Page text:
By David Tolson
1. What is ?
is an alkaloid found in the inner bark of a tree that grows in southern Africa, Corynanthe yohimbe. Yohimbe has been used for centuries as an aphrodisiac, and alkaloids derived from this tree have been studied in depth. is now used primarily in veterinary medicine and in the treatment of erectile dysfunction, and it may also be useful in the treatment of obesity.
2. What application does yohimbine have?
Yohimbine has not been researched as thoroughly in the area of fat loss as many other weight loss aids, especially where clinical trials are concerned, but the existing data is promising. A 3-week study in 1991 on 20 obese females on 1000 calorie diets found that 20 mg of yohimbine daily increased weight loss 3 lbs. over placebo (1). Multiple studies have found that yohimbine increases the amount of non-esterfied fatty acids (NEFAs), a product of lipolysis (the breaking down of fat), in the bloodstream in both lean and obese individuals (2, 3), and that this effect persists for at least 14 days, indicating that rapid tolerance does not develop (4). Yohimbine is also an appetite suppressant, and decreases energy intake in both lean and obese mice (5).
3. How does yohimbine work?
Yohimbine works by blocking alpha(2) adrenoreceptors. There are a number of feedback mechanisms that prevent the release of norepinephrine (NE), one of the body's primary lipolytic hormones. When NE is released, such as in periods of stress or after taking a sympathomimetic (such as ephedrine), it stimulates both the alpha and beta adrenoreceptors. Stimulation of the beta adrenoreceptors causes the breakdown of fat while stimulating the alpha(2) adrenoreceptors has the opposite effect, preventing the release of NE and lipolysis. Yohimbine prevents this negative feedback mechanism, thus increasing NE release and lipolysis.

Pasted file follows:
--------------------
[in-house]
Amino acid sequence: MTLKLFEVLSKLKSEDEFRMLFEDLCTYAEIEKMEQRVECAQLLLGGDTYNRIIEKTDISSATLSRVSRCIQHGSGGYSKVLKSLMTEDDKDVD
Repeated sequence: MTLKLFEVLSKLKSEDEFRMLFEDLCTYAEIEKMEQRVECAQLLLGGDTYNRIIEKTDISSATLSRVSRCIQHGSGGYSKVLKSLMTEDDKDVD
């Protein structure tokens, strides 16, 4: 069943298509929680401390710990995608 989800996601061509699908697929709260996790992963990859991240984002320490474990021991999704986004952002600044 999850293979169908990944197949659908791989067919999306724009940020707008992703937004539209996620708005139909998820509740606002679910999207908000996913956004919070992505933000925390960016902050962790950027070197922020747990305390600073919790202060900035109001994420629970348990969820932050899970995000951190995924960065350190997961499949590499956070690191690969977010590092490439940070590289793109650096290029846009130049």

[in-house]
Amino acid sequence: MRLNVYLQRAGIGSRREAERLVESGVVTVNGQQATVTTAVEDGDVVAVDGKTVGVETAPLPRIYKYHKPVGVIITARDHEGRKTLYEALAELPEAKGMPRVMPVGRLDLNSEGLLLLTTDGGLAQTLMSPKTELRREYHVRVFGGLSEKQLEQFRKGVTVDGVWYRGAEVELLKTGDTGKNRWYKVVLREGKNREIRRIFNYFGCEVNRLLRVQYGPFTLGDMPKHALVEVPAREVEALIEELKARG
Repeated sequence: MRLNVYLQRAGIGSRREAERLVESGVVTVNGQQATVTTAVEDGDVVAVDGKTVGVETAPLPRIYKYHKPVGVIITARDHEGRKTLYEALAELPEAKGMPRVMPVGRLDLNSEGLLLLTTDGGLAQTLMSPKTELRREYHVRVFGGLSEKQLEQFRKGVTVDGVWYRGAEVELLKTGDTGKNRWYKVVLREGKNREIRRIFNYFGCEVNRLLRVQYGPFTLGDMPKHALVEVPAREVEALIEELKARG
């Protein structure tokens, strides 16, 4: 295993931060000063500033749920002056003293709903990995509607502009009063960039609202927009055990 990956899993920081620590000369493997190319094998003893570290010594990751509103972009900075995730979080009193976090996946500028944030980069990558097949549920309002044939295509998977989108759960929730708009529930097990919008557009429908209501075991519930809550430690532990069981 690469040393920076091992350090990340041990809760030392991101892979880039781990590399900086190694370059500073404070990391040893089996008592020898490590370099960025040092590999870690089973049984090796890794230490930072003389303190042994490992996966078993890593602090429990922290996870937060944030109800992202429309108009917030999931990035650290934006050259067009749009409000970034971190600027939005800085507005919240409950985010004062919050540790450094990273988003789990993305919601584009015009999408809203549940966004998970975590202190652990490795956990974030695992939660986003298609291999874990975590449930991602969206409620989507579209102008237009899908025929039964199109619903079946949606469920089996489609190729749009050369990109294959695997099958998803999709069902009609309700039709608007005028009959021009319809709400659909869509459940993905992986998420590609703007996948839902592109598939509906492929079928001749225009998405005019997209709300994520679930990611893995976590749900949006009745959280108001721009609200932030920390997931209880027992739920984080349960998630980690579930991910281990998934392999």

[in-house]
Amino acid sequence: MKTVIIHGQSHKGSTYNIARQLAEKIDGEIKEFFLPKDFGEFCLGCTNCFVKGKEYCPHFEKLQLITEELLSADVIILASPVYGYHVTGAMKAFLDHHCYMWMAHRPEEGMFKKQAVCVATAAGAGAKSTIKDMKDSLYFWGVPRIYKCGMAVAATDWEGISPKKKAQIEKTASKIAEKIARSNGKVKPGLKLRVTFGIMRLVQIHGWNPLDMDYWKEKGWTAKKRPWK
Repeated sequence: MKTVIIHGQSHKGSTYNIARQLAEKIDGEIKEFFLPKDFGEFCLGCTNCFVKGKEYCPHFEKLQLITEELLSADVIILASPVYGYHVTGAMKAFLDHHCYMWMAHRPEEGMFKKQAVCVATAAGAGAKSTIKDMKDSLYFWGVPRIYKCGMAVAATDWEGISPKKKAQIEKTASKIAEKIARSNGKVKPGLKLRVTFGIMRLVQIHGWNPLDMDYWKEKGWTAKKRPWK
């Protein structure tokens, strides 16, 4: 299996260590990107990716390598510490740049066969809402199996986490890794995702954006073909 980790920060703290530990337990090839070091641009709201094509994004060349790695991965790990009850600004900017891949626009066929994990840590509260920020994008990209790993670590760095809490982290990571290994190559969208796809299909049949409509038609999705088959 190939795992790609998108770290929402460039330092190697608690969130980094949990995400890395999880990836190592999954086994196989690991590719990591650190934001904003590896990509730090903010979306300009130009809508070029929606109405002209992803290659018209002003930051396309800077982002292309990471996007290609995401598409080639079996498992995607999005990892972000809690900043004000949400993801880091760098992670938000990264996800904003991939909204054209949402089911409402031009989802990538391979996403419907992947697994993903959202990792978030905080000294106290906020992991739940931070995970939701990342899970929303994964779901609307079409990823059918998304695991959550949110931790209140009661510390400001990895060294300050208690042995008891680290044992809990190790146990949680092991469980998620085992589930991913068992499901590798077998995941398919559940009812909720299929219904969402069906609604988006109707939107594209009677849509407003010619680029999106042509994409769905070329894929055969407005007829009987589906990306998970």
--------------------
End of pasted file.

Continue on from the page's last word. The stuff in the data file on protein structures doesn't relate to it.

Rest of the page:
There are a number of reasons why alpha(2) inhibition is specifically useful. First, while the beta-adrenergic system primarily controls lipolysis during periods of activity, during rest, which makes up most of our day, the alpha-adrenergic system is in control (6, 7). Also, "stubborn fat" areas – usually the abdominal area in men and the glutofemoral area in women – contain a higher ratio of alpha(2) receptors (7), making yohimbine particularly effective in these areas (whereas other drugs that increase NE may be somewhat counterproductive). Finally, alpha(2) blockade increases blood flow in adipose tissue (7), which prevents fat from being retained in the area (8).
3. What other benefits does yohimbine have?
Aside from being a fat loss agent, yohimbine is well known as a sexual stimulant. Studies indicate that it increases copulatory behavior and reduces sexual exhaustion in male rats (9, 10). A recent review of the literature found that yohimbine, especially in combination with drugs that facilitate the action of nitric oxide, is effective in the treatment of male erectile dysfunction (11), and a study in women found yohimbine combined with glutamate to increase sexual arousal in women with sexual arousal disorder (12). Yohimbine also slightly raises serum testosterone levels in men (13).